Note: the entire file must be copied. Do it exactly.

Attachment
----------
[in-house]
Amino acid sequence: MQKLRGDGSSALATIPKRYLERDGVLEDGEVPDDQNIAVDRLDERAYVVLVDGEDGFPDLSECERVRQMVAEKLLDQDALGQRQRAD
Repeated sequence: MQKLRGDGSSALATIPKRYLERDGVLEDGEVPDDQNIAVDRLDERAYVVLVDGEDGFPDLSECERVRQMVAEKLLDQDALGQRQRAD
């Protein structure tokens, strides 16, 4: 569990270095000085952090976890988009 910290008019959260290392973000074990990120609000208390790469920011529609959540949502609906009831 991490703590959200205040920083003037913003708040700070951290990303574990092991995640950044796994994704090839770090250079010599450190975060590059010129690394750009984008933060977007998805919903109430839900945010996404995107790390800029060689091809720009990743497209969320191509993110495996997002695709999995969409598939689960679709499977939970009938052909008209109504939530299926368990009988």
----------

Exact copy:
[in-house]
Amino acid sequence: MQKLRGDGSSALATIPKRYLERDGVLEDGEVPDDQNIAVDRLDERAYVVLVDGEDGFPDLSECERVRQMVAEKLLDQDALGQRQRAD
Repeated sequence: MQKLRGDGSSALATIPKRYLERDGVLEDGEVPDDQNIAVDRLDERAYVVLVDGEDGFPDLSECERVRQMVAEKLLDQDALGQRQRAD
């Protein structure tokens, strides 16, 4: 569990270095000085952090976890988009 910290008019959260290392973000074990990120609000208390790469920011529609959540949502609906009831 991490703590959200205040920083003037913003708040700070951290990303574990092991995640950044796994994704090839770090250079010599450190975060590059010129690394750009984008933060977007998805919903109430839900945010996404995107790390800029060689091809720009990743497209969320191509993110495996997002695709999995969409598939689960679709499977939970009938052909008209109504939530299926368990009988």